Lets be honest, we all take many things in our daily lives for granted and can be hypocrites (I’ll be the first to admit!) Often, we do not realize the intricate details that go into the everyday things we use or desire. Anime for example, is something we are very fortunate to consume at our disposal and too often is taken for granted by its fans. Not only is the creation of the Anime initially a large and complex ordeal in it’s origin of Japan, but the distribution to fans all over the world is just as much, if not a more difficult ordeal for the original creator(s) and owners.
Luckily for us, the market for Anime in North America has been large enough for Anime producers in Japan to seek licensing and distribution opportunities abroad. Although it’s been a bumpy ride, the slow rise in popularity of Anime in North America has had large market effects in the Anime industry and has created a North American Licensing market for Japanese material (which is highly competitive) that has grown rapidly in recent years and continues to expand.
Specifically, companies like FUNimation, Bandai Entertainment, Discotek Media, Manga Entertainment, and Viz Media are the vital reasons why we have such a large Anime fanbase in North America and the U.K. (English speaking countries) to begin with. When we look back at the rise of Anime in America, shows like DragonBall Z and Fullmetal Alchemist are commonly cited as major influences on American Anime culture, all thanks to industry giant and USA based FUNimation. Without licensing companies to essentially market and sell Japanese owned products on their behalf, there would be no Anime for us to enjoy, particularly in English dubbed voice-overs. Online anime streaming sites such as Crunchyroll and recently Animestrike are Distribution/Production companies in their own right, as they hold to the license properties/rights to many Anime, although they vary in their license rights of English-Dubs.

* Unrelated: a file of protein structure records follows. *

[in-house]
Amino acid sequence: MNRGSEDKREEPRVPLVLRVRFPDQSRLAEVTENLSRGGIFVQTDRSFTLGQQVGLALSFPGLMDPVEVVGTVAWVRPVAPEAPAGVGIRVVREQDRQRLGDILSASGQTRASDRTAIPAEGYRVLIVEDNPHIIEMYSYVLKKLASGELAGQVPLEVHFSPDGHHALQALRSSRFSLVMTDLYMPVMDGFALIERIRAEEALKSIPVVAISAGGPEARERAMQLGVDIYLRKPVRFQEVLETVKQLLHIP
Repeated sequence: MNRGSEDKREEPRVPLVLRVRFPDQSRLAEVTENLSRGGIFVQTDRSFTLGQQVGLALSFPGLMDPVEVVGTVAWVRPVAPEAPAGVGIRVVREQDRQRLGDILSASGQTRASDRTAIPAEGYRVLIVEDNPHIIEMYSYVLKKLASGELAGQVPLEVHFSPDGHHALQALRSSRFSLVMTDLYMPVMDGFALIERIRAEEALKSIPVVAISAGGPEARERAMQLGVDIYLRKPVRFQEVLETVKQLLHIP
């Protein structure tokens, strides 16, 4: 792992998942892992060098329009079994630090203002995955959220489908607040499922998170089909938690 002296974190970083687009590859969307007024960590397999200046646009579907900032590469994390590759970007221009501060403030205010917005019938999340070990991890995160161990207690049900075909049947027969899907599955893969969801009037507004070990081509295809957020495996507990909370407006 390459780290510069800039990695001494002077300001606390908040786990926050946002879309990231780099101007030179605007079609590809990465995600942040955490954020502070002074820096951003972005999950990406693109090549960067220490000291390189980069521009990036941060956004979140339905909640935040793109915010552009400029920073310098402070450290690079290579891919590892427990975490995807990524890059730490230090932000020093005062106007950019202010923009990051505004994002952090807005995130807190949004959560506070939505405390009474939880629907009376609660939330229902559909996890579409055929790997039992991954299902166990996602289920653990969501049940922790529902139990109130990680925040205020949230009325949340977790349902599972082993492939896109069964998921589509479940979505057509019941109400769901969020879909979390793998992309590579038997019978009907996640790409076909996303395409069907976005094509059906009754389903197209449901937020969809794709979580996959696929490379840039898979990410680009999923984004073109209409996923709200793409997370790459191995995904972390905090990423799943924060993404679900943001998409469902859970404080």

Many licensing companies have attributed to the success of Anime in North America, even Disney has played it’s part in English releases in the U.S. following multiple deals with Studio Ghibli. Anytime you hear an official english dubbing of your favorite Anime (official meaning not “fan-dub”), you can be sure that a North American Licensing/Distribution company agreed to a licensing contract with the Japanese-based property owners of that Anime. Even prior to the actual dubbing-recording process, striking a deal between the two parties is a long and tedious process that involves multiple negotiations and discussions over every detail of license rights. A further in depth explanation of this process is in the link below.
Once a deal for license distribution rights has been agreed upon by both parties, many different actions of marketing, production, and distribution begin to take place. Most importantly however, is the English Dubbing process. In my next post I will discuss the English Dubbing process, which includes Translating, Scriptwriting, voice-casting, and the actual recording itself. As always, thanks for reading along and Stay Tuned for more!
One thought on “Anime licensing rights in North America”
I wish crunchyroll had existed when I was a teenager! There is so much more content out there now for people who are getting in to anime due to the licensing industry.